NEW YORK—In his second start with the Orioles, Matt Harvey gets to pitch in the team’s home opener against the Boston Red Sox on Thursday at 3:05 p.m. Eduardo Rodriguez will start for Boston.
Harvey, whose first start with the Orioles came on April 3, threw 4 2/3 innings and allowed two runs in a game the Orioles won, 4-2.
It will be the first game at Oriole Park at Camden Yards with fans in attendance since September 2019. Harvey says there will be some jitters.
“In every game, you have butterflies to some degree,” Harvey said in a video conference call Wednesday. “It’s exciting. It’s a big league game. It’s a big league ballpark. That never gets old.
“It only intensifies when it’s the home opener. It’s exciting, and I’m honored to get the ball tomorrow.”
Oriole Park will be at 25 percent capacity, about 11,000 fans, on Thursday.
“Obviously, it’s our home park but, in general, being back in a major league ballpark with fans, it’s extremely exciting. I got to really get a good feel of it with about 16 of my family members at the game I pitched in Boston. I have some friends coming in tomorrow, and I have some former teammates coming in for my next start, so it’s exciting.
“It’s what major league baseball is all about, playing for the fans, playing at home, playing in your own city. We’re obviously extremely excited for the support and, hopefully, sooner than later, we can have a full crowd.”
Since Harvey left the New York Mets in 2018, he’s with his fifth organization — Cincinnati, the Los Angeles Angels, Oakland, Kansas City and the Orioles. He’s trying to feel at home in a new clubhouse in the age of Covid-19.
“Being around the guys, being in the clubhouse, obviously this year is different, and last year was different,” Harvey said. “Being able to experience each city with guys who’ve played there for a couple of years. Hopefully, soon, pretty much all of us are going to get vaccinated and, hopefully, we’ll be able to do some normal hanging out with teammates — dinners and stuff like that, really get to experience the behind-the-scenes fun of major league baseball and being part of a team. It’s been missed.”
Harvey knows what’s expected of him as a starter.
“As a starting pitcher, you know what your job is,” Harvey said. “Whether you’re older, whether you’re young, whether you’re experienced or not, the goal of a starting pitcher is to get six, seven innings and not tax the bullpen. I think you learn that as a young age. You definitely learn that as more [of a] veteran.
“Those days where you can save the bullpen … it really helps everybody. It helps the whole team. … I haven’t in a while been a huge strikeout guy. I hope to get back to that at some point, whether it’s tomorrow or the near future. What we’ve been working on since spring training is pounding the zone, throwing strikes, trying to get early outs.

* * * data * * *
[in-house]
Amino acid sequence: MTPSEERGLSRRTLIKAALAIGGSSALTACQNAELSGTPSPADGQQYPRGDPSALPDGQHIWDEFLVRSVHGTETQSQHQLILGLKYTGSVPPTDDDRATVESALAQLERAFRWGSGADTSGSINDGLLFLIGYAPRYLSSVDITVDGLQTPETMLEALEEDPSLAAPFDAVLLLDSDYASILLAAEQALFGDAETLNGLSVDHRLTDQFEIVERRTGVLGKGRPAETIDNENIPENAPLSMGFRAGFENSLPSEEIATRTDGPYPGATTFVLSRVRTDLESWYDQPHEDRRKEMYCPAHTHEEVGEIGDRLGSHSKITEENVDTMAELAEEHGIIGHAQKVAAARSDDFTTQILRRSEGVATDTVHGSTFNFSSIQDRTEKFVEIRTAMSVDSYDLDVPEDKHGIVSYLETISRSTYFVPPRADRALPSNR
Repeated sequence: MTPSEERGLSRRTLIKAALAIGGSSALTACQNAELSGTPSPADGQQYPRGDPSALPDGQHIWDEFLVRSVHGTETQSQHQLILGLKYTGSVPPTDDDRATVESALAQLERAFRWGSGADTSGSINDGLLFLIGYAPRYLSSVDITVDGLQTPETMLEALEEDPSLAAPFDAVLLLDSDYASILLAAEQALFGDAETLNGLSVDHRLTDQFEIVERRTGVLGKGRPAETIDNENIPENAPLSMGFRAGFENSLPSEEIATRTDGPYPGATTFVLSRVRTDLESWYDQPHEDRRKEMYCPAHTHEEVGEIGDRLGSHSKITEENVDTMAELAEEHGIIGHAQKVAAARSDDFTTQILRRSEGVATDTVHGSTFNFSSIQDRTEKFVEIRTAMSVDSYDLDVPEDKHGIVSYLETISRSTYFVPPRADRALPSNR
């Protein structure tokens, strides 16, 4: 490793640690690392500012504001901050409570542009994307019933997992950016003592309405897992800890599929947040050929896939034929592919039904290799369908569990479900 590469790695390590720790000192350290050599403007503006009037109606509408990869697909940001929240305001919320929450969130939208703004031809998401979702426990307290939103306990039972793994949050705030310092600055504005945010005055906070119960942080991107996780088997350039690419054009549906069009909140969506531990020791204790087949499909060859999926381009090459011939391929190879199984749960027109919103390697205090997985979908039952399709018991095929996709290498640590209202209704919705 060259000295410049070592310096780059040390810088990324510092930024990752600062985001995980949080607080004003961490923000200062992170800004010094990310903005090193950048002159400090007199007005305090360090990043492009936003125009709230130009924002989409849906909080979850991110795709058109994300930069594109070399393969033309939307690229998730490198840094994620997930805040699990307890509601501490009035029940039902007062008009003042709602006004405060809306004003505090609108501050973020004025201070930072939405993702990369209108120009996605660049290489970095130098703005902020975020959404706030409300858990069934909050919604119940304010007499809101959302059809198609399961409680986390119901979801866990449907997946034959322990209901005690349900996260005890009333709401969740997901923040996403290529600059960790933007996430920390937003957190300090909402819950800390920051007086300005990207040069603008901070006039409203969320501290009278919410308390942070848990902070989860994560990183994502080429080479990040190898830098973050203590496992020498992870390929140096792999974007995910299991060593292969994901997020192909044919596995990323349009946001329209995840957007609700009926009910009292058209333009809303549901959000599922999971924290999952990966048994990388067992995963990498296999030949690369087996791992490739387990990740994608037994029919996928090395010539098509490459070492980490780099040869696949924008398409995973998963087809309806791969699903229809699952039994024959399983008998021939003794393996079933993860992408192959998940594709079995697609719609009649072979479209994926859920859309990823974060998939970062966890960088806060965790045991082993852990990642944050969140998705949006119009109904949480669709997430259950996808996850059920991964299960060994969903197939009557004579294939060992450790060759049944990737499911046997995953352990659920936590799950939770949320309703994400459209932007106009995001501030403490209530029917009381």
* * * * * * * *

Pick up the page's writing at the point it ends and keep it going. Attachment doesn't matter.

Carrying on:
“I didn’t do a very good job of that in my last start. You’re going to have some of those games. The biggest thing is weak contact, early outs and being in the game as long as you can. That really saves the bullpen now, and it really saves them later in the season.”
The Red Sox get a second look at the 32-year-old right-hander.
“Doing your homework and going over the scouting report once, going back over what you previously did,” he said. “That way, you’re not running into throwing the same pitches to the same guys.
“You get to fix what you did wrong to certain hitters. You get to be continuously educated on what you’re trying to accomplish and learn from your mistakes and learn what the tendencies are from guys in the last week and what you can do to get them out.”
During spring training, pitchers weren’t permitted at games in which they weren’t scheduled to pitch. Now, Harvey has gotten a first-hand look at each of his fellow starters.
“I’ve been around them enough between starts to realize how much work they put in at such a young age,” Harvey said. “I definitely wish I had done that more when I was 23, 24, 25 years old.
“It might have been a different time, eight, nine years ago when guys didn’t prep as much as they do now, and there [wasn’t] as much science involved in baseball. Just watching what they do on a day-to-day basis is pretty incredible.
“The work they’re putting in in the weight room, the work they’re putting in in their bullpens is pretty incredible. It’s fun to watch. It’s fun to see them get better and better. I’m trying to keep up with them.”
Follow Rich Dubroff on Twitter @RichDubroffMLB
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